FT-1 - 2 MASTERING UNCERTAINTY/WILD UNCERTAINTY A focus on...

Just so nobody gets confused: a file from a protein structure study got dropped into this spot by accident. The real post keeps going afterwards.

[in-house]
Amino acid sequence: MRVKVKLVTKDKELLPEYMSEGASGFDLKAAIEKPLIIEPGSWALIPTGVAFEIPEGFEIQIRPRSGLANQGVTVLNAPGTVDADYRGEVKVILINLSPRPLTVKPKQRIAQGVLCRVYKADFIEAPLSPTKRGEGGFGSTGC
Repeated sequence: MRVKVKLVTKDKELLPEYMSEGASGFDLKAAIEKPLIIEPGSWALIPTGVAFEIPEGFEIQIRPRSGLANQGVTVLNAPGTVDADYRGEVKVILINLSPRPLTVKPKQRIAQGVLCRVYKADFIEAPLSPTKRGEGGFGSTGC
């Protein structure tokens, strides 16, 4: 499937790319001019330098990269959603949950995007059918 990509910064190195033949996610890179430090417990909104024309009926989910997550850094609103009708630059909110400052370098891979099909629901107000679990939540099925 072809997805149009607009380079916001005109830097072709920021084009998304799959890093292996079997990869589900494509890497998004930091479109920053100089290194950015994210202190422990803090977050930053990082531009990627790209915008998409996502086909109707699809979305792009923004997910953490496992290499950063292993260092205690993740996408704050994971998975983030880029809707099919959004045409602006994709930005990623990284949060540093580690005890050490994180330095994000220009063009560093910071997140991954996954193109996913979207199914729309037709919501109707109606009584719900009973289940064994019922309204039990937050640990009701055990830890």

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2 MASTERING UNCERTAINTY /WILD UNCERTAINTY A focus on the exceptions that prove the rule Traditional risk management tools focus on what is normal and consider extreme events as ancillaries. In a world characterised by volatility and uncertainty, Benoit Mandelbrot and Nassim Taleb argue that this approach is misguided, and propose an alternative methodology where large deviations dominate the analysis C onventional studies of uncer- tainty, whether in statistics, economics, finance or social science, have largely stayed close to the so-called “bell curve”, a symmetrical graph that represents a probability distribution. Used to great effect to describe errors in astronomical measurement by the 19th-cen- tury mathematician Carl Friedrich Gauss, the bell curve, or Gaussian model, has since pervaded our business and scientific culture, and terms like sigma, variance, standard deviation, correlation, R-square and Sharpe ratio are all directly linked to it. If you read a mutual fund prospectus, or a hedge fund’s exposure, the odds are that it will supply you, among other information, with some quantitative summary claiming to measure “risk”. That measure will be based on one of the above buzzwords that derive from the bell curve and its kin. Such measures of future uncertainty sat- isfy our ingrained desire to “simplify” by squeezing into one single number matters that are too rich to be described by it. In addition, they cater to psychological biases and our tendency to understate uncertainty in order to provide an illusion of understand- ing the world. The bell curve has been presented as “nor- mal” for almost two centuries, despite its flaws being obvious to any practitioner with empirical sense. Granted, it has been tink- ered with using such methods as comple- mentary “jumps”, stress testing, regime switching or the elaborate methods known as GARCH, but while they represent a good effort, they fail to address the bell curve’s fundamental flaws. The problem is that measures of uncer- tainty using the bell curve simply disregard the possibility of sharp jumps or discontinui- ties and, therefore, have no meaning or conse- quence. Using them is like focusing on the grass and missing out on the (gigantic) trees. In fact, while the occasional and unpredicta-
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